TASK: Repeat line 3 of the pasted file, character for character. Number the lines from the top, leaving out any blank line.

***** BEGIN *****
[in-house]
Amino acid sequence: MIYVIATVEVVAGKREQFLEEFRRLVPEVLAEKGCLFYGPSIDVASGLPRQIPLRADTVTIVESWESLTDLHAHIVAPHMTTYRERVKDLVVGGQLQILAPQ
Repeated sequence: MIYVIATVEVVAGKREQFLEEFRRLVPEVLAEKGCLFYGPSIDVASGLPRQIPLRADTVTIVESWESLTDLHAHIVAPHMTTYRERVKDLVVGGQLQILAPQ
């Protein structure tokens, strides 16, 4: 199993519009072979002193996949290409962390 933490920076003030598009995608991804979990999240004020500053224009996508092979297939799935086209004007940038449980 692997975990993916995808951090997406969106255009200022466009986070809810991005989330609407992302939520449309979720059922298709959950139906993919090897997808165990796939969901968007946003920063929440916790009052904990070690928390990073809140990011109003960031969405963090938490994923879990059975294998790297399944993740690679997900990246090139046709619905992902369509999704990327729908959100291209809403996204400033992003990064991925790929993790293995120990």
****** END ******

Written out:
Repeated sequence: MIYVIATVEVVAGKREQFLEEFRRLVPEVLAEKGCLFYGPSIDVASGLPRQIPLRADTVTIVESWESLTDLHAHIVAPHMTTYRERVKDLVVGGQLQILAPQ